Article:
|Marikana mine workers return to work|
|Friday, 21 September 2012 00:00|
“We’re happy to go to work. We got what we wanted,” said Yandisa Mehlo (37).
The mine was a hive of activity after lying quiet for weeks as packed buses ferried miners to work after they sealed pay hikes, of between 11 and 22 percent, in mediated talks that broke the deadlock dating to August 10.
“The strike is over now,” said David Mgengwane, wearing a T-shirt with the word “Revolution” on the front.
“I’m happy! I’m a breadwinner, my family is going to be happy,” said the 24-year-old, who supports his father and two sisters.
The breakthrough was bitterly won after the illegal strike sparked the worst police violence since the end of apartheid in 1994, with 34 people shot dead at the Marikana plant where a total of 46 people have died.
The workers’ wage demands and threats of deeper strike action were also taken up by other gold and platinum miners, raising fears of a major economic fallout as the rising tensions forced several shaft closures over safety fears.
Workers at the nearby Anglo American Platinum, the world’s number one platinum miner, faced an ultimatum to return to work by yesterday nightshift after the company declared it had also been hit by an illegal strike.
The unrest has also spread to Gold Fields where 15 000 miners downed tools in an illegal stayaway 11 days ago, echoing the Lonmin strikers’ demands for an increase in monthly wages to R12 500. The company says it’s losing 1 400 ounces of gold daily.
On Wednesday, police fired rubber bullets, teargas and stun grenades at Amplats, arresting 22 people in a government-ordered crackdown on the spread of troubles on the key industry which is the backbone of Africa’s powerhouse. The police, supported by the army, moved into the restive platinum belt after the clampdown was announced last week. The latest fatality came on Wednesday when a woman was shot by police using rubber bullets.
Yesterday, police vehicles kept a discreet distance as workers returned, but were still camped in masses at a nearby operations centre set up to deal with area tensions.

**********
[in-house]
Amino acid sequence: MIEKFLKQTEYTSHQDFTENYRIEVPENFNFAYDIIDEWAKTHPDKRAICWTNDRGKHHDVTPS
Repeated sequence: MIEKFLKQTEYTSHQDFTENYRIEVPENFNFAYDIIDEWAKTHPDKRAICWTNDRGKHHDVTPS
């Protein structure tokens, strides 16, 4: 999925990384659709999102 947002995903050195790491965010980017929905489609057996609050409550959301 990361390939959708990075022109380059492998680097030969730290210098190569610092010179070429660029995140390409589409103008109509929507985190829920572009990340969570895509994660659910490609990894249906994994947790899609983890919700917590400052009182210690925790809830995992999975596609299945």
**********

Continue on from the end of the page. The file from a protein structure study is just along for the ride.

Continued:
Most workers were happy with the pay increase despite it falling short of demands. Others were less satisfied, but returned to work out of desperation after going without pay for over a month.
“I return to work because I’m so hungry,” said Phumlile Macefane (24).
“I’m unhappy because I can’t get R12 500,” he said, adding: “My brothers are dead, were killed by the police.”
The deal also raised alarms of a dangerous precedent for the hammering out of worker wage demands with Lonmin’s pay deal secured after workers bypassed recognised union structures and after shocking bloodshed.
Lonmin’s acting CEO Simon Scott told Business Day that he hoped for a return to established labour channels, with the company having long warned that the worker demands were unaffordable.
“We’ve got to work at rebuilding trust and getting processes into place so workers deem they can work through their unions. We are going to act within structures and rules and it isn’t our intention to continue talking directly to workers,” he said.
The government has defended its crackdown, sounding a warning on the economic fallout of production losses at crippled mines and investor jitters.
Mining directly employs around 500 000 people and, if related activities are factored in, accounts for nearly one-fifth of gross domestic product and twice as many jobs. — AFP.